Beck Introduces Resolution Honoring Fenwick

State Senator Jen Beck (R-11) from the floor of the senate this afternoon made a point to honor the late U.S. Rep. Millicent Fenwick of Bernardsville.

Slapped at by Democrats for opposing last year’s pay equity legislation, Beck pointedly noted that as a freshman assemblywoman prior to her service in congress, Ms. Fenwick’s first contribution to the legislature was to introduce a 1970 bill outlawing wage discrimination in the State of New Jersey.

Then-Governor Bill Cahil signed the bill.

“All women owe her a debt of gratitude for leading this civil rights fight,” said Beck, whose point from the start of last year’s pay equity debate was that New Jersey already has strong laws on the books.

“It’s fitting to honor her with all the great women leaders we’ve had in this state,’ the battleground Republican senator added. “As a result of her efforts, New Jersey now has one of the most rigorous, progressive and aggressive wage discrimination statutes in the nation.”

Fenwick was one of just two women serving in the New Jersey Legislature, both Republicans, when she entered the General Assembly in 1970. The first bill she sponsored, A-403 of the 1970-71 legislative session, outlawed gender-based wage discrimination by adding “sex” as a protected status to New Jersey’s Law Against Discrimination (NJLAD). That bill quickly passed the Legislature and was signed into law by Governor William T. Cahill (R) on June 2, 1970 (P.L. 1970, c. 80).

Following that enactment of that legislation, an article published by The Record on June 3, 1970 noted that “women would have to be paid on jobs at same rate as men for comparable duties and experience.”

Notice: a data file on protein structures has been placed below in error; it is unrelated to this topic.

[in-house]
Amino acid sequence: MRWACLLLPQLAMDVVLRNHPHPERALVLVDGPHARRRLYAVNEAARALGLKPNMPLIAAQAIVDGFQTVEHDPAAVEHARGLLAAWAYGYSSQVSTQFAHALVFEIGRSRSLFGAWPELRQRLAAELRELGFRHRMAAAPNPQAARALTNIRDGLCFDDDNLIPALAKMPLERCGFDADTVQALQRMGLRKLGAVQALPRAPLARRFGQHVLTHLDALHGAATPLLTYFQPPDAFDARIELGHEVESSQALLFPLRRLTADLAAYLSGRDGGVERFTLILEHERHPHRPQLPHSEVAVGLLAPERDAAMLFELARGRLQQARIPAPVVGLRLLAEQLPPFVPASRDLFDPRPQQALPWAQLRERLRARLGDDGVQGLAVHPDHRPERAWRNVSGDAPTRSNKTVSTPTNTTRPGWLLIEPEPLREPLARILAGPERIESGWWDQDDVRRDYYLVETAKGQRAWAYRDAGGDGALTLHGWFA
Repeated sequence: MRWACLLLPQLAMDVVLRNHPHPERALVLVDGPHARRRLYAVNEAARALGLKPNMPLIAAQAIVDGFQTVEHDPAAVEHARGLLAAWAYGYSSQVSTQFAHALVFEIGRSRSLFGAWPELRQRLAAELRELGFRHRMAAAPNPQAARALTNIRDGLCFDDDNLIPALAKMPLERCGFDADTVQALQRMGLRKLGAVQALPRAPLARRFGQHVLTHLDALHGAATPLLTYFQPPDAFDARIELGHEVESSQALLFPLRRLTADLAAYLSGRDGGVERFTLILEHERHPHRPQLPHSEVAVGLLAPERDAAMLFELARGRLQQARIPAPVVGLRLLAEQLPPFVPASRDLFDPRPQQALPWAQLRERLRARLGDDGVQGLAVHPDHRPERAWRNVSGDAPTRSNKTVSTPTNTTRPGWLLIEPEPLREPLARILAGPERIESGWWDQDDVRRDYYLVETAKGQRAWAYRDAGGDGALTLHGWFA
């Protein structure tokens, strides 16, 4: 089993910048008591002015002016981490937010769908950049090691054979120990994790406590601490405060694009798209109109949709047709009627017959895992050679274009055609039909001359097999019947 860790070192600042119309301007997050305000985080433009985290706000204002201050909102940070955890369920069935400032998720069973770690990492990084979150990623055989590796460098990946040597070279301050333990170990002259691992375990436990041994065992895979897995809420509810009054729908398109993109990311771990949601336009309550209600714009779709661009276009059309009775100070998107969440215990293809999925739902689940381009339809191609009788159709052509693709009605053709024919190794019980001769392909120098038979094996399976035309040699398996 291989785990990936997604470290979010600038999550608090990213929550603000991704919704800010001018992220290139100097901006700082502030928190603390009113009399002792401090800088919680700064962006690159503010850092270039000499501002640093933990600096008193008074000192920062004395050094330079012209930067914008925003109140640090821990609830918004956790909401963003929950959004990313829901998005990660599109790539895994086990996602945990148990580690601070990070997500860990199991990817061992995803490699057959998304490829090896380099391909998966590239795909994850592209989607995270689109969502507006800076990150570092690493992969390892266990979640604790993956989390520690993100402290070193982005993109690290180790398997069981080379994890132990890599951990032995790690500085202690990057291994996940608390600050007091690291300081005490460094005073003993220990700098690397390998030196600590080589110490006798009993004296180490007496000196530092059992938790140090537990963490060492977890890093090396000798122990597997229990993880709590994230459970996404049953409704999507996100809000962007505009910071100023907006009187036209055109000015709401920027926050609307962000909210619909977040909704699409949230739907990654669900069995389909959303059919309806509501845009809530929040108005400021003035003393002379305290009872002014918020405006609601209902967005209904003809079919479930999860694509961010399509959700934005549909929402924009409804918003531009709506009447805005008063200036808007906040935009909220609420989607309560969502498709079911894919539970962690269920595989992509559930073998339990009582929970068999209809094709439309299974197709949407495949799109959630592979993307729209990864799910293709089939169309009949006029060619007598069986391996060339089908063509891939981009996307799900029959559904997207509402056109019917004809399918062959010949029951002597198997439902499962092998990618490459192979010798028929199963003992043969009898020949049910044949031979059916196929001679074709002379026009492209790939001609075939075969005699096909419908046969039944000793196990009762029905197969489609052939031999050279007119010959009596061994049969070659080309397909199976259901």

Congresswoman Florence Dwyer (1902-1976): “A Congresswoman must look like a girl, act like a lady, think like a man, speak on any given subject with authority and most of all work like a dog.” – On gender in politics

Interestingly, InsiderNJ dug up the following nugget regarding the state legislative actions of another assemblywoman turned congresswoman and equal pay champion. As a state legislator in 1952, Florence Dwyer introduced the Equal Pay for Equal Work bill, which criminalized “discrimination in the rate of wages on the basis of sex” and later became a model for federal legislation.

For Beck’s LD11 general election opponent, the resolution invoking Fenwick wasn’t adequate.

“Honoring trailblazers like Millicent Fenwick for their work fighting against wage discrimination does not excuse the fact that Senator Beck is consistently wrong on the issue of pay equity,” said Long Branch businessman Vin Gopal. “The Senator has repeatedly said she will not vote for legislation that would help correct the glaring pay discrepancy between men and women, choosing instead to side with Governor Christie and vote against these efforts. This is nothing less than a betrayal of those she was elected to represent, and choosing to instead honor a representative who showed courage in the face of resistance almost 50 years ago is a poor substitute for real leadership.

“As a small business owner with 16 employees, all of them women, I know the positive impact this legislation will have on people throughout the district and across the state, and I am calling on Senator Beck to put aside her natural tendencies to do the Governor’s bidding or whatever she thinks is politically expedient for her next election and to finally do the right thing and vote ‘Yes’ on this important bill,” he added.

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